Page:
By Lisa Kaborycha
Chronica, No.65 (2006)
Abstract: An examination of the lives of female saints taken from the highly popular vernacular Vite dei santi padri written by Domenico Cavalca (c.1270-1342) and the ways women in quattrocento Florence may have been reading them.
Introduction: The conversion of Beato Giovanni Colombini of Siena took place one day in 1355 the story goes, when the prosperous merchant returned home for lunch as usual. When he found that his food was not yet ready, he became enraged and began to upbraid his wife. To which, Mona Biagia, a “dignified and honest woman…calmy rplied, saying ‘While the food is being ordered, take this book and read something in it for your spiritual and bodily delight.’ And she put into his hand a book that dealt with some stories and lives of saints. But Giovanni, offended, grabbed the book and throwing it into the center of the room, said, ‘You think of nothing but legends, while I need to return to the storehouse right away!’ And having said these and many other words, his conscience began to eat at him somewhat, so he went and picked that book up off the ground and settling down a bit in his chair, thus he came to open the book.” The legend that he starts to read is that of Mary the Egyptian, and he becomes so wrapped up in it that when his wife finally serves the food, he does not want to put the book down. And rather than becoming angry herself, “his wife, seeing him so attentively reading, silently pondered, and she was very happy about it, hoping that it would help him in edifying his mind, since he was not used to reading such things or those kinds of books.” As a result of this reading, Giovanni became very devout, attending church, mortifying his flesh, and living chastely. He eventually renounced all his wealth, founded the mendicant order of the Gesuati and was eventually beatified.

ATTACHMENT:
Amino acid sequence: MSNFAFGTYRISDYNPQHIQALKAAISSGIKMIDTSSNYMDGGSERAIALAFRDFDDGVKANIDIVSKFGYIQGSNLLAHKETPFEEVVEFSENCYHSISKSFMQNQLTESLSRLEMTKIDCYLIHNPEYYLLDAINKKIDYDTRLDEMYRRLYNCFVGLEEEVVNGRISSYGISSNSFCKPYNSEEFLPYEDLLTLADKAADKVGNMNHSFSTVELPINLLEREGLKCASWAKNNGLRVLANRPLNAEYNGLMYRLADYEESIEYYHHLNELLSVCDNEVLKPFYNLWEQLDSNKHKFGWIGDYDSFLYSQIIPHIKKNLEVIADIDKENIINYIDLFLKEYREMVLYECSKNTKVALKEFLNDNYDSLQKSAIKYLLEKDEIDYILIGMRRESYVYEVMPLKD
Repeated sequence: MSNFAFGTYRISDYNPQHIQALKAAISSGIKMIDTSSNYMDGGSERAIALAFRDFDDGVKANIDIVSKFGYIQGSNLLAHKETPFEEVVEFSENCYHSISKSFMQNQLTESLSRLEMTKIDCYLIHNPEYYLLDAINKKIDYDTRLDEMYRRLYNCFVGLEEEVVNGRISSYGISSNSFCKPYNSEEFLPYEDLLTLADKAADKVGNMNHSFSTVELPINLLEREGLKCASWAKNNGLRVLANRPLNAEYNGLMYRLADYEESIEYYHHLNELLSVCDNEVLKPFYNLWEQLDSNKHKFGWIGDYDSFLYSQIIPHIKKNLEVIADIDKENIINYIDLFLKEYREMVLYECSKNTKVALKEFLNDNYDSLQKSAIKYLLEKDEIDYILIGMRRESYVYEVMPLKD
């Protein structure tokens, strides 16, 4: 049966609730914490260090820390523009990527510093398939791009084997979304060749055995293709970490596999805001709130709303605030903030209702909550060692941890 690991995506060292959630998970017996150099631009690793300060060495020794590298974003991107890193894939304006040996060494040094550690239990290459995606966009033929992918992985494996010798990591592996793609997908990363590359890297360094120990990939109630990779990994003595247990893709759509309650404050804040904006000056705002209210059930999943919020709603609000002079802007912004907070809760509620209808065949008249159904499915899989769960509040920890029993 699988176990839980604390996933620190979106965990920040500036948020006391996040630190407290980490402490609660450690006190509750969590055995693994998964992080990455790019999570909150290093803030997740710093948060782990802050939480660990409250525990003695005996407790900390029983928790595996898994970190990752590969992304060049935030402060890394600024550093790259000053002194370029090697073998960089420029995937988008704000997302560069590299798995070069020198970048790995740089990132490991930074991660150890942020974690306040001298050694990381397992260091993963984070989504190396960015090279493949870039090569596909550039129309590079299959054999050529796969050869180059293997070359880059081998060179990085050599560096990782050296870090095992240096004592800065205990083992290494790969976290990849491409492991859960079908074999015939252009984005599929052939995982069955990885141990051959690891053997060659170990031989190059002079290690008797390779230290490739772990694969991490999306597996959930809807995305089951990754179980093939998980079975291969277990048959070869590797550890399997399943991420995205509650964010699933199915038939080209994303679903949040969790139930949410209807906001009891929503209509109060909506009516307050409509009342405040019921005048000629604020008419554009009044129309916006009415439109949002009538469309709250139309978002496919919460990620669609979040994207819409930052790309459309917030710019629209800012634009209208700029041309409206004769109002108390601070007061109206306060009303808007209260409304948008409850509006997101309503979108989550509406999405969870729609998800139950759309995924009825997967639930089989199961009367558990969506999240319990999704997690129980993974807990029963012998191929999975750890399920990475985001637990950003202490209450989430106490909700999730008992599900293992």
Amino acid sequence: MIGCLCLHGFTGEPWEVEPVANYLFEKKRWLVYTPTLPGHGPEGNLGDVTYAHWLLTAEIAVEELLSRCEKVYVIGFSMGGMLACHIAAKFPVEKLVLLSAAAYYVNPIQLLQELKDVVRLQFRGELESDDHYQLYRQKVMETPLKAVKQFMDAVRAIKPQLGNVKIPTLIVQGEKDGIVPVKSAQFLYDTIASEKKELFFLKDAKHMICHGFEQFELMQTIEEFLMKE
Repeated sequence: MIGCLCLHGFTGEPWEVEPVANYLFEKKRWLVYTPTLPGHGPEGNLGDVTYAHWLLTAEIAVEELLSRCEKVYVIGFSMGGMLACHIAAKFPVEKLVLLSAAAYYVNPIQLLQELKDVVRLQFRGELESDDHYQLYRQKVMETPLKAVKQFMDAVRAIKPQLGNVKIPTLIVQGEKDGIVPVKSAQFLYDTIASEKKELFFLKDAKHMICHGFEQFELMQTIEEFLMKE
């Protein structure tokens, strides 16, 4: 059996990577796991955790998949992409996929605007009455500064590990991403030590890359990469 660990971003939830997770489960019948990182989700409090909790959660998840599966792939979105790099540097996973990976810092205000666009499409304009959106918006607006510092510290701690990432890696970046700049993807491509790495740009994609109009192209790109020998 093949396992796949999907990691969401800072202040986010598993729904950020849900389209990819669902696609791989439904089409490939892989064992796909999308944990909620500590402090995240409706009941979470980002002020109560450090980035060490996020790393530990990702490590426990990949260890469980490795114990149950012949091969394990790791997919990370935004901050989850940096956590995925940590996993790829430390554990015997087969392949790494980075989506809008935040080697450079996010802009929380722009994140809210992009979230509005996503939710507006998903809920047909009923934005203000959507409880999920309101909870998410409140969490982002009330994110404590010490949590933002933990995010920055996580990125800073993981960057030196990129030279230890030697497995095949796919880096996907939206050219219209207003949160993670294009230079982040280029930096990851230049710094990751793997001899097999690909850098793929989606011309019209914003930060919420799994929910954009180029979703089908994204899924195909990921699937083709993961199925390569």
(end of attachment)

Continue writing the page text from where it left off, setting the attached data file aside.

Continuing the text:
Aside from the many interesting details this story provides about social life in fourteenth-century Tuscany, lunchtime habits of merchants, stress-management within the marriage, and the treatment of books in the household, one phrase stands out: “he was not used to reading books of this kind.”
Women, the text implies, were the primary readership for devotional books, in particular for “stories and lives of saints.” This paper examines women’s reading of saints’ legends, primarily as they were copied from Cavalca’s Vie dei saint padri into vernacular persona anthologies known as ‘zibaldoni’ during the fifteenth century. The focus will be on how those legends may have been interpreted by women during the Quattrocento in Florence, a city which, as Sam Cohn has famously written, “may well have been one of the worst places to have been born a woman in the Italian Renaissance.”